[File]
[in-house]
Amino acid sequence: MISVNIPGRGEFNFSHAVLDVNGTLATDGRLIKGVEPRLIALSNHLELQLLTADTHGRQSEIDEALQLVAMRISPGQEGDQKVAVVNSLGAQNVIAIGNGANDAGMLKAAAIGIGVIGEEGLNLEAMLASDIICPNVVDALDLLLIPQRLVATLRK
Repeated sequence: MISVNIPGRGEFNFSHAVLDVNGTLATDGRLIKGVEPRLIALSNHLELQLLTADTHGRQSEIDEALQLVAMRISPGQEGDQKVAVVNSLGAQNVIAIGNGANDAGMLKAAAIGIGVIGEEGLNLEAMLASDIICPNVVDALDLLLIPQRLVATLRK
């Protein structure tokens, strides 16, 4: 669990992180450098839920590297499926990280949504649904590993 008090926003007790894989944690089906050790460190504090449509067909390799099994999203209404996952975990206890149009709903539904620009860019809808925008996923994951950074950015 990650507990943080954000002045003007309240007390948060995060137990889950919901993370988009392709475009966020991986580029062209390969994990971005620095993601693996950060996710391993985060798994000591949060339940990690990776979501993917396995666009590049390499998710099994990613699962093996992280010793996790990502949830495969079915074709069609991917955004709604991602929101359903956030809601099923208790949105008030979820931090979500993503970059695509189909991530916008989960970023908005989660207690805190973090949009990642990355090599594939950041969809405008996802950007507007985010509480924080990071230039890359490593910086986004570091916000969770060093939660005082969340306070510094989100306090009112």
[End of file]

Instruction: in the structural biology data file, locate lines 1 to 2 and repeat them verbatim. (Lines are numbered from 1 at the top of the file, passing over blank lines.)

[in-house]
Amino acid sequence: MISVNIPGRGEFNFSHAVLDVNGTLATDGRLIKGVEPRLIALSNHLELQLLTADTHGRQSEIDEALQLVAMRISPGQEGDQKVAVVNSLGAQNVIAIGNGANDAGMLKAAAIGIGVIGEEGLNLEAMLASDIICPNVVDALDLLLIPQRLVATLRK